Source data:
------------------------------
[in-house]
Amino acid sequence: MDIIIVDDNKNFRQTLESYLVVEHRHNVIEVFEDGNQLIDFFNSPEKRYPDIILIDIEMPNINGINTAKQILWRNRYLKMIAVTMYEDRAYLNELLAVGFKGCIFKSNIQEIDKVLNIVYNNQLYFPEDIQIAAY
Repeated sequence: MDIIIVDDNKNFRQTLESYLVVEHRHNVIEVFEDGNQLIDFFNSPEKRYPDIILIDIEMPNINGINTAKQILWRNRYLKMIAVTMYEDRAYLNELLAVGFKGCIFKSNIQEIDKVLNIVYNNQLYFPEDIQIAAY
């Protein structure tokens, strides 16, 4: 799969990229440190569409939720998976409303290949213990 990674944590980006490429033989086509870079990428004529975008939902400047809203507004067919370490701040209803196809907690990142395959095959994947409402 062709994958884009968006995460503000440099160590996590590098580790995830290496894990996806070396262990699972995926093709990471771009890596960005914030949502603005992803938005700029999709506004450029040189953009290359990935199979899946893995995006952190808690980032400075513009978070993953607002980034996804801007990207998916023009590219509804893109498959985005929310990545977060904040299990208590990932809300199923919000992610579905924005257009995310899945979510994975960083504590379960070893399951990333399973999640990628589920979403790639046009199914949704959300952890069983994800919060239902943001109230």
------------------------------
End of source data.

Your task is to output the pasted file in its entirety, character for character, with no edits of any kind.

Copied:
[in-house]
Amino acid sequence: MDIIIVDDNKNFRQTLESYLVVEHRHNVIEVFEDGNQLIDFFNSPEKRYPDIILIDIEMPNINGINTAKQILWRNRYLKMIAVTMYEDRAYLNELLAVGFKGCIFKSNIQEIDKVLNIVYNNQLYFPEDIQIAAY
Repeated sequence: MDIIIVDDNKNFRQTLESYLVVEHRHNVIEVFEDGNQLIDFFNSPEKRYPDIILIDIEMPNINGINTAKQILWRNRYLKMIAVTMYEDRAYLNELLAVGFKGCIFKSNIQEIDKVLNIVYNNQLYFPEDIQIAAY
């Protein structure tokens, strides 16, 4: 799969990229440190569409939720998976409303290949213990 990674944590980006490429033989086509870079990428004529975008939902400047809203507004067919370490701040209803196809907690990142395959095959994947409402 062709994958884009968006995460503000440099160590996590590098580790995830290496894990996806070396262990699972995926093709990471771009890596960005914030949502603005992803938005700029999709506004450029040189953009290359990935199979899946893995995006952190808690980032400075513009978070993953607002980034996804801007990207998916023009590219509804893109498959985005929310990545977060904040299990208590990932809300199923919000992610579905924005257009995310899945979510994975960083504590379960070893399951990333399973999640990628589920979403790639046009199914949704959300952890069983994800919060239902943001109230």